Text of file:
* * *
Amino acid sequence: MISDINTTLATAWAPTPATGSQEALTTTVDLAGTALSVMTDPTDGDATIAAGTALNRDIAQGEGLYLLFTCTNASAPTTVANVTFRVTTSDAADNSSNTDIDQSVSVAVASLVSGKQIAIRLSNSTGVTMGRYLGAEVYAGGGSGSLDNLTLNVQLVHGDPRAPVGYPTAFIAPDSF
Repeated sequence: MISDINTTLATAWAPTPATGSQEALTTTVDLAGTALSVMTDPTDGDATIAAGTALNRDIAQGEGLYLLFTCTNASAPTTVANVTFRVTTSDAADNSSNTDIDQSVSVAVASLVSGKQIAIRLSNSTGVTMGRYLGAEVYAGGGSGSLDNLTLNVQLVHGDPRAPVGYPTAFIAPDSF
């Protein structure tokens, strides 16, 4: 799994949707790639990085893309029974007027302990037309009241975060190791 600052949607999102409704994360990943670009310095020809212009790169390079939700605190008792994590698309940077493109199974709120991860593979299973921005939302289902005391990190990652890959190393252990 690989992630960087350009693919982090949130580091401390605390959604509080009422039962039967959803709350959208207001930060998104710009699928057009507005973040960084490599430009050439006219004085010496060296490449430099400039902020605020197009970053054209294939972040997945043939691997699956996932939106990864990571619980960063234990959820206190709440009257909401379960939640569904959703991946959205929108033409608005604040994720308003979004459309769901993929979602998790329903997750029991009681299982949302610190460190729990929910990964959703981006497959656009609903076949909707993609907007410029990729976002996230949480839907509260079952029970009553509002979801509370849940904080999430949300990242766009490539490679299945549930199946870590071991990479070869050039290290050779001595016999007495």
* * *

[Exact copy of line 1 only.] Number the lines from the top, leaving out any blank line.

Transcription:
Amino acid sequence: MISDINTTLATAWAPTPATGSQEALTTTVDLAGTALSVMTDPTDGDATIAAGTALNRDIAQGEGLYLLFTCTNASAPTTVANVTFRVTTSDAADNSSNTDIDQSVSVAVASLVSGKQIAIRLSNSTGVTMGRYLGAEVYAGGGSGSLDNLTLNVQLVHGDPRAPVGYPTAFIAPDSF